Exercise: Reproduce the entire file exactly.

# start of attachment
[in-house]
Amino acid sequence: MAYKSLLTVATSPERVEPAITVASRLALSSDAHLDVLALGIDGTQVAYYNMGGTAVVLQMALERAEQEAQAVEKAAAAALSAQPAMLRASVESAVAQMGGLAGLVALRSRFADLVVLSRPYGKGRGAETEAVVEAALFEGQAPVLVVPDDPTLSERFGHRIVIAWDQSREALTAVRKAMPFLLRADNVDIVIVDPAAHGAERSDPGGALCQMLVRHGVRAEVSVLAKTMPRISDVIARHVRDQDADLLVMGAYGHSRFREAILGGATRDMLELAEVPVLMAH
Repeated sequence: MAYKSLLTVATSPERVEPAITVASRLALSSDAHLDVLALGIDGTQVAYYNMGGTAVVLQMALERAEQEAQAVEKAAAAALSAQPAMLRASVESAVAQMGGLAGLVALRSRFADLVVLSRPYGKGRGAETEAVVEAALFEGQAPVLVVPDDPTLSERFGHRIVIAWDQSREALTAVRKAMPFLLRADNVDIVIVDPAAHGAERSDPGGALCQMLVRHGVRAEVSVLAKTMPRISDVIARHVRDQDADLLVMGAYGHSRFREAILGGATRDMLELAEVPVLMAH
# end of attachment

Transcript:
[in-house]
Amino acid sequence: MAYKSLLTVATSPERVEPAITVASRLALSSDAHLDVLALGIDGTQVAYYNMGGTAVVLQMALERAEQEAQAVEKAAAAALSAQPAMLRASVESAVAQMGGLAGLVALRSRFADLVVLSRPYGKGRGAETEAVVEAALFEGQAPVLVVPDDPTLSERFGHRIVIAWDQSREALTAVRKAMPFLLRADNVDIVIVDPAAHGAERSDPGGALCQMLVRHGVRAEVSVLAKTMPRISDVIARHVRDQDADLLVMGAYGHSRFREAILGGATRDMLELAEVPVLMAH
Repeated sequence: MAYKSLLTVATSPERVEPAITVASRLALSSDAHLDVLALGIDGTQVAYYNMGGTAVVLQMALERAEQEAQAVEKAAAAALSAQPAMLRASVESAVAQMGGLAGLVALRSRFADLVVLSRPYGKGRGAETEAVVEAALFEGQAPVLVVPDDPTLSERFGHRIVIAWDQSREALTAVRKAMPFLLRADNVDIVIVDPAAHGAERSDPGGALCQMLVRHGVRAEVSVLAKTMPRISDVIARHVRDQDADLLVMGAYGHSRFREAILGGATRDMLELAEVPVLMAH